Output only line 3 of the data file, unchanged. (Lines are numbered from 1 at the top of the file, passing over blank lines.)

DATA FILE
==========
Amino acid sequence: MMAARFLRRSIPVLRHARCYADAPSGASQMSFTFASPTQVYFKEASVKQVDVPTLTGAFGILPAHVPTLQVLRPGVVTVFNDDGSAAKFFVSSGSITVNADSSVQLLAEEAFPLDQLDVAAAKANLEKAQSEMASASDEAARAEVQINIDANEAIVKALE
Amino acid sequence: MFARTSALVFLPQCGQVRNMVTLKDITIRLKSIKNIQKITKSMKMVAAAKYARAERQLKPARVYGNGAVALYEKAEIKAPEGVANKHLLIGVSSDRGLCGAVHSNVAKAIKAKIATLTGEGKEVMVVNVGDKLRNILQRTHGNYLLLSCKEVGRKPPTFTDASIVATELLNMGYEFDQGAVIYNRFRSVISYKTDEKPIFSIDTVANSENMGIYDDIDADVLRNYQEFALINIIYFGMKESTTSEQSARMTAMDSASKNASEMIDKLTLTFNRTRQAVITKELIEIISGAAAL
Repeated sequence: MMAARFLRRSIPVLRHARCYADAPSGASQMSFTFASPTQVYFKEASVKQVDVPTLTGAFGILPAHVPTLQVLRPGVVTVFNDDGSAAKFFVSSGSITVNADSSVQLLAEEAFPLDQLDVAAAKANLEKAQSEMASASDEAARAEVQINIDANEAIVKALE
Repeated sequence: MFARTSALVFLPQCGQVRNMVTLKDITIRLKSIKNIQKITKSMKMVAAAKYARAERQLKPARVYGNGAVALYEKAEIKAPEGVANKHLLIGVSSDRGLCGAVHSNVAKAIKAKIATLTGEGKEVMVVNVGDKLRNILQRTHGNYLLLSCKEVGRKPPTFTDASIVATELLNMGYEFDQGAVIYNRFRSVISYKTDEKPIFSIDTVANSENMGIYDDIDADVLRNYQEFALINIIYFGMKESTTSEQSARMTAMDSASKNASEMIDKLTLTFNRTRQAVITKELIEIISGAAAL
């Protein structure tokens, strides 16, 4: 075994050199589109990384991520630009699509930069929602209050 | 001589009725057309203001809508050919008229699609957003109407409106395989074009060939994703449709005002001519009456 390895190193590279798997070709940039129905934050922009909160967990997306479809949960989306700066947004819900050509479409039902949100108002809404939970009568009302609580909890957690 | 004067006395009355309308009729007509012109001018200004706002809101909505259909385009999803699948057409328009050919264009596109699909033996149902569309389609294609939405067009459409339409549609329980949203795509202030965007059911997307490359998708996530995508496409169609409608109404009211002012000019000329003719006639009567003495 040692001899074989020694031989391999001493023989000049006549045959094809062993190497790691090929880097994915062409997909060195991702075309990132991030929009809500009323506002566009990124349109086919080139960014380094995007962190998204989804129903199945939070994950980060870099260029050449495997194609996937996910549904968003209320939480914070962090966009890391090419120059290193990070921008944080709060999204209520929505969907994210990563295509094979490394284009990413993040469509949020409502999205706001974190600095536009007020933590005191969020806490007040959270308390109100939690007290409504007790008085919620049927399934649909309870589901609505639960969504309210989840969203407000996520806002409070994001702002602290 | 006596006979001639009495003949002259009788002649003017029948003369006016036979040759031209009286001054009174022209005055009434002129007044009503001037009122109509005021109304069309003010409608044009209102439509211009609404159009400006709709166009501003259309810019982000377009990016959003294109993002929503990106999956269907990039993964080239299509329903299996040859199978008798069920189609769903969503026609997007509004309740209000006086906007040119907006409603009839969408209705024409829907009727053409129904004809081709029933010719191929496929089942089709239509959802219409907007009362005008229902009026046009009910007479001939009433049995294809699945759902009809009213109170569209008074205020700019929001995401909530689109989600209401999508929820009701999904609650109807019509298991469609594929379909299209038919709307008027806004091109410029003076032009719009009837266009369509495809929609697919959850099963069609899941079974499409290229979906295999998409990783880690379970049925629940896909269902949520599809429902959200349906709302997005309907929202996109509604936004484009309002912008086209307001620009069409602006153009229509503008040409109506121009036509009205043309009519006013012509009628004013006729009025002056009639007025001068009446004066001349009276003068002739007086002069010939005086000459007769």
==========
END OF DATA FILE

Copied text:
Repeated sequence: MMAARFLRRSIPVLRHARCYADAPSGASQMSFTFASPTQVYFKEASVKQVDVPTLTGAFGILPAHVPTLQVLRPGVVTVFNDDGSAAKFFVSSGSITVNADSSVQLLAEEAFPLDQLDVAAAKANLEKAQSEMASASDEAARAEVQINIDANEAIVKALE